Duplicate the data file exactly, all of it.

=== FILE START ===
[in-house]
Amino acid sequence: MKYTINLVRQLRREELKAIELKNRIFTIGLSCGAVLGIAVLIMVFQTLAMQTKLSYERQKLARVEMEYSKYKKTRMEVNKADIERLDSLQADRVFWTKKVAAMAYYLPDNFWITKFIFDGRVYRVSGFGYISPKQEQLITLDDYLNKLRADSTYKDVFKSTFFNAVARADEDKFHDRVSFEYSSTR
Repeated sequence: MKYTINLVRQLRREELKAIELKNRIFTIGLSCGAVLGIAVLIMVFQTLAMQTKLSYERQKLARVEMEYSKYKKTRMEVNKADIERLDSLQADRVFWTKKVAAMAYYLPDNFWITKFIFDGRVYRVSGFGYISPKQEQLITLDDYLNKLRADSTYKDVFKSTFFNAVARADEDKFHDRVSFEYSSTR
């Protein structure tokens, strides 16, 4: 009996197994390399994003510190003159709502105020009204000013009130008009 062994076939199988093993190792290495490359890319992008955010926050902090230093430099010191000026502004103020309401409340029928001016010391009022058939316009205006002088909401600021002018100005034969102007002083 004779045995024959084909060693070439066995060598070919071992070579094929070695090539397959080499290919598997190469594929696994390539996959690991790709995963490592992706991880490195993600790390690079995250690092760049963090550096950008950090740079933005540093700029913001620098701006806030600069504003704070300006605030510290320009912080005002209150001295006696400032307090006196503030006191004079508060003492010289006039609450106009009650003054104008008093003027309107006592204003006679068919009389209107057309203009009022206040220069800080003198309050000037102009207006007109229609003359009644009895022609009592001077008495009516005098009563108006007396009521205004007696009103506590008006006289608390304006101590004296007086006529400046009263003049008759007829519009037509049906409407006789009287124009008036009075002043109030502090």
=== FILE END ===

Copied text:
[in-house]
Amino acid sequence: MKYTINLVRQLRREELKAIELKNRIFTIGLSCGAVLGIAVLIMVFQTLAMQTKLSYERQKLARVEMEYSKYKKTRMEVNKADIERLDSLQADRVFWTKKVAAMAYYLPDNFWITKFIFDGRVYRVSGFGYISPKQEQLITLDDYLNKLRADSTYKDVFKSTFFNAVARADEDKFHDRVSFEYSSTR
Repeated sequence: MKYTINLVRQLRREELKAIELKNRIFTIGLSCGAVLGIAVLIMVFQTLAMQTKLSYERQKLARVEMEYSKYKKTRMEVNKADIERLDSLQADRVFWTKKVAAMAYYLPDNFWITKFIFDGRVYRVSGFGYISPKQEQLITLDDYLNKLRADSTYKDVFKSTFFNAVARADEDKFHDRVSFEYSSTR
């Protein structure tokens, strides 16, 4: 009996197994390399994003510190003159709502105020009204000013009130008009 062994076939199988093993190792290495490359890319992008955010926050902090230093430099010191000026502004103020309401409340029928001016010391009022058939316009205006002088909401600021002018100005034969102007002083 004779045995024959084909060693070439066995060598070919071992070579094929070695090539397959080499290919598997190469594929696994390539996959690991790709995963490592992706991880490195993600790390690079995250690092760049963090550096950008950090740079933005540093700029913001620098701006806030600069504003704070300006605030510290320009912080005002209150001295006696400032307090006196503030006191004079508060003492010289006039609450106009009650003054104008008093003027309107006592204003006679068919009389209107057309203009009022206040220069800080003198309050000037102009207006007109229609003359009644009895022609009592001077008495009516005098009563108006007396009521205004007696009103506590008006006289608390304006101590004296007086006529400046009263003049008759007829519009037509049906409407006789009287124009008036009075002043109030502090």